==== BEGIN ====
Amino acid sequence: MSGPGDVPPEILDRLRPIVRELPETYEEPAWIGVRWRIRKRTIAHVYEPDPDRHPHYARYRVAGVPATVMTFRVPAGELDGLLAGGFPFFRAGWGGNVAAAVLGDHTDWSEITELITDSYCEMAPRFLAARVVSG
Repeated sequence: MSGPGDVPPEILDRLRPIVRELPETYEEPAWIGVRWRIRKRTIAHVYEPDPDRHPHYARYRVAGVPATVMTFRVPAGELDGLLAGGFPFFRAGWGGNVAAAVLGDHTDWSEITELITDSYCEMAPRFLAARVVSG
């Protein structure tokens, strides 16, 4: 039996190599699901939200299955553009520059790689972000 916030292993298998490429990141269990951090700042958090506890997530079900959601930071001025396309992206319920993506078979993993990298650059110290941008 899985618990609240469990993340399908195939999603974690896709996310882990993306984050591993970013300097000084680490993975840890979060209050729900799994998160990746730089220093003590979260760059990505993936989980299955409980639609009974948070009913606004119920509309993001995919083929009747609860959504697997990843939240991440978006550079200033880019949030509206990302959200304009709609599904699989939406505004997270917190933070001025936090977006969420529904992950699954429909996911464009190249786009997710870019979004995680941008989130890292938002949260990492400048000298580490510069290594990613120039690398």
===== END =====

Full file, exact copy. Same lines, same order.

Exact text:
Amino acid sequence: MSGPGDVPPEILDRLRPIVRELPETYEEPAWIGVRWRIRKRTIAHVYEPDPDRHPHYARYRVAGVPATVMTFRVPAGELDGLLAGGFPFFRAGWGGNVAAAVLGDHTDWSEITELITDSYCEMAPRFLAARVVSG
Repeated sequence: MSGPGDVPPEILDRLRPIVRELPETYEEPAWIGVRWRIRKRTIAHVYEPDPDRHPHYARYRVAGVPATVMTFRVPAGELDGLLAGGFPFFRAGWGGNVAAAVLGDHTDWSEITELITDSYCEMAPRFLAARVVSG
């Protein structure tokens, strides 16, 4: 039996190599699901939200299955553009520059790689972000 916030292993298998490429990141269990951090700042958090506890997530079900959601930071001025396309992206319920993506078979993993990298650059110290941008 899985618990609240469990993340399908195939999603974690896709996310882990993306984050591993970013300097000084680490993975840890979060209050729900799994998160990746730089220093003590979260760059990505993936989980299955409980639609009974948070009913606004119920509309993001995919083929009747609860959504697997990843939240991440978006550079200033880019949030509206990302959200304009709609599904699989939406505004997270917190933070001025936090977006969420529904992950699954429909996911464009190249786009997710870019979004995680941008989130890292938002949260990492400048000298580490510069290594990613120039690398």